McGinnis v. Ramos

Filing 26

ORDER denying 25 Plaintiff's Second Motion to Request Appointment of Counsel. Signed by Magistrate Judge Jill L. Burkhardt on 1/13/2017. (All non-registered users served via U.S. Mail Service)(kcm)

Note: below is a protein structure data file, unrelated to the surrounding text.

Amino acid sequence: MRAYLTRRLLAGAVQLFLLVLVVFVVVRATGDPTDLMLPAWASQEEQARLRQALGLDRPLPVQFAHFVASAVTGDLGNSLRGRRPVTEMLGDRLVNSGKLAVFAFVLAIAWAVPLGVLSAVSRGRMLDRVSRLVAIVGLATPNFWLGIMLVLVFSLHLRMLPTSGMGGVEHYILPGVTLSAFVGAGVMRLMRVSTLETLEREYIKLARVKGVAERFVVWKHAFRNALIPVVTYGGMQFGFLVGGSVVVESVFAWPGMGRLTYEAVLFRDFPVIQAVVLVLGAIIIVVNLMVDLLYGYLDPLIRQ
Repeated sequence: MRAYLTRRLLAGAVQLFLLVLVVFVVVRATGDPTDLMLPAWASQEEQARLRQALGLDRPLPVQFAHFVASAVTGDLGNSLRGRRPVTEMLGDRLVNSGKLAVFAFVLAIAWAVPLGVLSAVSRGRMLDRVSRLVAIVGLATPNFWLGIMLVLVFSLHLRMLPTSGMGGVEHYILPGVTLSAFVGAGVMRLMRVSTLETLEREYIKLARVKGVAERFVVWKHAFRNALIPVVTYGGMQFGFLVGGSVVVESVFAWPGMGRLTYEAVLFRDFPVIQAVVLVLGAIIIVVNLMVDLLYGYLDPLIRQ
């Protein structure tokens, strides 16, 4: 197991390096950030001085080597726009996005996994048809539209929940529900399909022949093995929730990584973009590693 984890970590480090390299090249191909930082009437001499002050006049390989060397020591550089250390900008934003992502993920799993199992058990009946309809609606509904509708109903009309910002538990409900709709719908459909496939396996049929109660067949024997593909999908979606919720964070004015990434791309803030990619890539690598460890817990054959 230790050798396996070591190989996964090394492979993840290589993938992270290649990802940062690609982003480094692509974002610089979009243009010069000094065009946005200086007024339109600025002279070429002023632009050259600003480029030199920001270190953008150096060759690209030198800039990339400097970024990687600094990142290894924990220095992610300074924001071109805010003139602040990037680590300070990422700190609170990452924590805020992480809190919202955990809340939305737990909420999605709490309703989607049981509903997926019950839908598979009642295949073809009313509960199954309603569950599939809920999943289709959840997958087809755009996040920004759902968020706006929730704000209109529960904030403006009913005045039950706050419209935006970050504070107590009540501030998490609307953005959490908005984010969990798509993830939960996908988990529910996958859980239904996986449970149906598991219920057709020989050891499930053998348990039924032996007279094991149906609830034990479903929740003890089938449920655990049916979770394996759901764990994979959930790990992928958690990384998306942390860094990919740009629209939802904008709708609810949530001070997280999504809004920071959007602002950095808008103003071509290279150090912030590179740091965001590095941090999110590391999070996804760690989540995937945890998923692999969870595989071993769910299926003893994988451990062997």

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1 2 3 4 5 6 7 8 UNITED STATES DISTRICT COURT 9 10 SOUTHERN DISTRICT OF CALIFORNIA ANTHONY MCGINNIS, Case No.: 15-cv-2812 JLS (JLB) Plaintiff, 11 12 v. 13 ORDER DENYING PLAINTIFF’S SECOND MOTION TO REQUEST APPOINTMENT OF COUNSEL A.T. RAMOS, Defendant. 14 [ECF No. 25] 15 16 17 Before the Court is Plaintiff’s second motion requesting appointment of counsel. 18 (ECF No. 25.) Having reviewed Plaintiff’s request for counsel in conjunction with the case 19 record, the Court concludes that Plaintiff fails to meet the criteria for the Court to appoint 20 him counsel. Accordingly, Plaintiff’s motion is DENIED. 21 I. LEGAL STANDARD 22 As stated in the Court’s order denying Plaintiff’s first motion requesting the 23 appointment of counsel, there is no constitutional right to the appointment of counsel in 24 § 1983 cases. Storseth v. Spellman, 654 F.2d 1349, 1353 (9th Cir. 1981). However, the 25 Ninth Circuit has held that “a court may under ‘exceptional circumstances’ appoint counsel 26 for indigent civil litigants pursuant to 28 U.S.C. § 1915(e)(1).” Palmer v. Valdez, 560 F.3d 27 965, 970 (9th Cir. 2009), cert. denied, 559 U.S. 906 (2010) (quoting Agyeman v. Corrs. 28 Corp. of Am., 390 F.3d 1101, 1103 (9th Cir. 2004), cert. denied sub nom., Gerber v. 1 15-cv-2812 JLS (JLB) 1 Agyeman, 545 U.S. 1128 (2005)). “When determining whether ‘exceptional 2 circumstances’ exist, a court must consider ‘the likelihood of success on the merits as well 3 as the ability of the petitioner to articulate his claims pro se in light of the complexity of 4 the legal issues involved.’” Id. (quoting Weygandt v. Look, 718 F.2d 952, 954 (9th 5 Cir.1983)). Neither of these considerations is dispositive and instead must be viewed 6 together. Id. 7 II. DISCUSSION 8 A. 9 “A plaintiff that provides no evidence of his likelihood of success at trial fails to 10 satisfy the first factor of the [exceptional circumstances] test.” Torbert v. Gore, No. 14- 11 cv-2991 BEN (NLS), 2016 WL 1399230, at *1 (S.D. Cal. Apr. 8, 2016). Here, Plaintiff 12 offers no evidence to the effect that he has a likelihood of success on the merits. In addition, 13 at this stage of the proceedings, there is very little before the Court regarding the merits of 14 Plaintiff’s case, other than the assertions in Plaintiff’s complaint. As a result, it is difficult 15 at this time for the Court to determine the likelihood that Plaintiff will succeed on the merits 16 of his claim. Accordingly, the Court concludes that Plaintiff fails to satisfy the first 17 “exceptional circumstances” factor that would support his request for appointment of 18 counsel. 19 B. 20 Plaintiff’s argues that circumstances exist for the appointment of counsel because he 21 cannot prosecute his case effectively given his status as a state prisoner, his limited access 22 to the law library, his lack of knowledge, education, and training about the law, his 23 dyslexia, his indigent status, and the complexity of the case. (ECF No. 25.) As stated in 24 the Court’s order on Plaintiff’s first motion requesting the appointment of counsel, Plaintiff 25 fails to demonstrate an inability to represent himself beyond the ordinary burdens 26 encountered by prisoners representing themselves pro se. Most of the above circumstances 27 are common to most prisoners and do not establish exceptional circumstances supporting 28 the appointment of counsel. See, e.g., Wood v. Housewright, 900 F.2d 1332, 1335–36 (9th Likelihood of Success on the Merits Ability to Articulate Claims Pro Se 2 15-cv-2812 JLS (JLB) 1 Cir. 1990) (denying appointment of counsel where plaintiff complained that he had limited 2 access to law library and lacked a legal education). 3 Second, although Plaintiff argues otherwise, the Court has reviewed Plaintiff’s 4 complaint and finds that the issues involved in this case are not particularly complex. And, 5 in any event, any purported complexity has not precluded Plaintiff from articulating his 6 claims. Plaintiff’s filings to date are well-written and organized, and they demonstrate that 7 Plaintiff is able to understand and articulate the essential facts supporting his claim. 8 Plaintiff’s pleadings and other submissions to the Court have also demonstrated that 9 Plaintiff has an adequate understanding of basic litigation procedure. Thus, the second 10 “exceptional circumstances” factor also does not support Plaintiff’s request for 11 appointment of counsel. 12 III. CONCLUSION 13 Plaintiff has not established the exceptional circumstances required for the 14 appointment of counsel pursuant to 28 U.S.C. § 1915(e)(1). Accordingly, Plaintiff’s 15 second motion requesting that he be appointed counsel (ECF No. 25) is DENIED. 16 Dated: January 13, 2017 17 18 19 20 21 22 23 24 25 26 27 28 3 15-cv-2812 JLS (JLB)

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